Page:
Web Servers for Allen-Bradley PLCs – Part 1

Web Servers for Allen-Bradley PLCS - Part 1

If you’re like the typical factory floor engineer, you’re probably not very familiar with web server technology though you use it every day. It’s hard to imagine a modern website or software application that wouldn’t use it.

Web Server Technology and The Internet

Web server technology in the IT world is the glue that holds much of the internet together. Simplicity is the key to it. All web servers, the websites you use every day, use a very simple, two command protocol[1] called HyperText Transfer Protocol (HTTP). It’s used whenever you type a URL into a browser or click on a link.

The idea behind HTTP is that a client device forms a request for some data and sends that request to a server (a web server) using the IP Address or the name of the website – www.rtautomation.com for example. On the internet, your browser is a web client forming requests that the computer hosting the website answers. Every time you click a link, another file is transferred from the webserver to your browser. In internet communications, that file is in HyperText Markup Language (HTML). HTML contains both the source content and the formatting commands that say where each part of the web page should be placed on the screen and how it should be formatted.

HTTP powers this. There are two primary commands that HTTP uses to move this content: the GET and the PUT command. The GET command moves data from the webserver to your browser web client. A command to get more information on a particular ginzo knife might look like “GET www.ginzo.com/knife1209” The PUT command moves data from your browser client to a web server. If you are using a paint coverage calculator, there might be a PUT command like “PUT www.paintcalc.com/?amt=7000/?months=36.” The PUT command sends that data to the webserver where it can make a calculation. The web server might send more HTML content back to be displayed as a result of that input.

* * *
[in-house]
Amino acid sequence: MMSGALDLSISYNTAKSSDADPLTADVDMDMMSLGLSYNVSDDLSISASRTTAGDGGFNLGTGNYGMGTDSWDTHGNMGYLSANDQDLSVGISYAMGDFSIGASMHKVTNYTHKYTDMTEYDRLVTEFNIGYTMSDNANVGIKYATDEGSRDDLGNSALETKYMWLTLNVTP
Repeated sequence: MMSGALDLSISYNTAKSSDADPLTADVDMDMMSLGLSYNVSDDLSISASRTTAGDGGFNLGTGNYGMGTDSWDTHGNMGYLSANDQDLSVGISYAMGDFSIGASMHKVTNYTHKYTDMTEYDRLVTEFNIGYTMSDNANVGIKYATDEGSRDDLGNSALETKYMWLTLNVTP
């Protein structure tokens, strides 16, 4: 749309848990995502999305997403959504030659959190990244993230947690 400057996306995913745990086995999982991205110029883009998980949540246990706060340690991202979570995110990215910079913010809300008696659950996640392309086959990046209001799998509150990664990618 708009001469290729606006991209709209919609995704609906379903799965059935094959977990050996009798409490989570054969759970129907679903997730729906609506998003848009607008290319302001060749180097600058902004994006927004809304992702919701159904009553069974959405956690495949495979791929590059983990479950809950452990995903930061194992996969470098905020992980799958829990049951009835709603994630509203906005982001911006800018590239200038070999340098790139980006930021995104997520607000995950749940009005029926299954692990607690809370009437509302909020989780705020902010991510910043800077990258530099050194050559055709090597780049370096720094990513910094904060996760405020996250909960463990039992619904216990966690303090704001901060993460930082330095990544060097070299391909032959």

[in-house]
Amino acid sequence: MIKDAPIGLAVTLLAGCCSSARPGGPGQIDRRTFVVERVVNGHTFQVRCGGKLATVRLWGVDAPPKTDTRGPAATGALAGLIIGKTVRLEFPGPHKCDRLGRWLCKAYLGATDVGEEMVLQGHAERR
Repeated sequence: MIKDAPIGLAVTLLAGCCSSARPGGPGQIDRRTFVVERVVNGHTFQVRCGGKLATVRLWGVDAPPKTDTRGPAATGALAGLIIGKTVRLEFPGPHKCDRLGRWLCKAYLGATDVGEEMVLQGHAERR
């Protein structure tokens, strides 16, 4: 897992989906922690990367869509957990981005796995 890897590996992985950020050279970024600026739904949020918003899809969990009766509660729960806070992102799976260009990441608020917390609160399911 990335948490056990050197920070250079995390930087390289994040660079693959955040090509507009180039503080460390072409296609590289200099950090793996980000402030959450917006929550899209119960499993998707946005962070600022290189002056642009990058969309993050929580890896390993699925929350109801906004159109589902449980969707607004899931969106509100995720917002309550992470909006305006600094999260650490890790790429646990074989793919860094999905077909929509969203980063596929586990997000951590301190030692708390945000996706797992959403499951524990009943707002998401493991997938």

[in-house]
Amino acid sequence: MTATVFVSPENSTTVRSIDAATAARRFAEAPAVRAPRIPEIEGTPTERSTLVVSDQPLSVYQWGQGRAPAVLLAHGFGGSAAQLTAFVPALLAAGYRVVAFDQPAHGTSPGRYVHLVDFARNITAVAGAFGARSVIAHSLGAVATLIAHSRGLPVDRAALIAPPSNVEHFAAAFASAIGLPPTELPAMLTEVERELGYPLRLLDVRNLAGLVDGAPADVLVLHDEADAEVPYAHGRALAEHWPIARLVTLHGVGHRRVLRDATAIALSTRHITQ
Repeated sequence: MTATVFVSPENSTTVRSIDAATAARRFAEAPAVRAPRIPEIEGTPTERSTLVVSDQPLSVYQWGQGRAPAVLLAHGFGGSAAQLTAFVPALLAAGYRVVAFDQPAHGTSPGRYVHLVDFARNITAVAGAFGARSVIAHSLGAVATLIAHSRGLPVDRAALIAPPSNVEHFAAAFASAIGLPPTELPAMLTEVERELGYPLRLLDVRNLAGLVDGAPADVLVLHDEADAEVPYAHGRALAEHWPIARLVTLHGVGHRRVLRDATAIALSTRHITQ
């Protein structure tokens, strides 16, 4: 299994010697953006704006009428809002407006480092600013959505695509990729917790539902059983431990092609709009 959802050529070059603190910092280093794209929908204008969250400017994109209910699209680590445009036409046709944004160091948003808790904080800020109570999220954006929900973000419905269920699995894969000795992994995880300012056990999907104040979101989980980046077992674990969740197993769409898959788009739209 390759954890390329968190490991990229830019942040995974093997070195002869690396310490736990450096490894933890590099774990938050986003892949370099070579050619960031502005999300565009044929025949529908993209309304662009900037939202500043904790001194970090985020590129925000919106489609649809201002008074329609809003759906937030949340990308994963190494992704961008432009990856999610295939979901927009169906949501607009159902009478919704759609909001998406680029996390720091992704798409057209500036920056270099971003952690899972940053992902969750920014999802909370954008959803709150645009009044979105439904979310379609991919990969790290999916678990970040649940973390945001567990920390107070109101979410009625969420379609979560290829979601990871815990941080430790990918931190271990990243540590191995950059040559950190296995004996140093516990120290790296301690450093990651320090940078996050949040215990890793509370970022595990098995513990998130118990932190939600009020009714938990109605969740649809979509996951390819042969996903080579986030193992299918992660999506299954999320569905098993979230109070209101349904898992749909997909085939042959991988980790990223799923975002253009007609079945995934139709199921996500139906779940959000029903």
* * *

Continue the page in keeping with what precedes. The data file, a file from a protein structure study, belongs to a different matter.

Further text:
HTTP is simply the process of moving these commands back and forth between your browser web client and the webserver on the computer hosting the website you are on.

Web Server Technology and Programmable Controllers

It is a whole different ballgame when you want to use web server technology for industrial devices, and especially PLCs. These devices are not off-the-shelf computers hosting websites. They primarily communicate using Modbus TCP, EtherNet/IP, and PROFINET IO. How does this technology apply to them?

First, why would we want to use web servers with industrial devices? The answer to that is, once we get out of the control system, the rest of the world is using web servers. There are many tools, programming languages and applications that have the ability to use web servers. Having an industrial device that supports web server technology makes its data easily available to lots of different devices.

How many devices want data in an A-B PLC? A massive number – and with web server technology, that is possible. That’s what I will talk about in part two of this article.

PS – If you want to see a device that can turn industrial PLCs (A-B PLCs) into web servers, take a look at the Real Time Automation gateway 460ETCWI.

[1] There are more than two commands, but GET and PUT comprise the majority of operations. The rest are not pertinent to this overview discussion.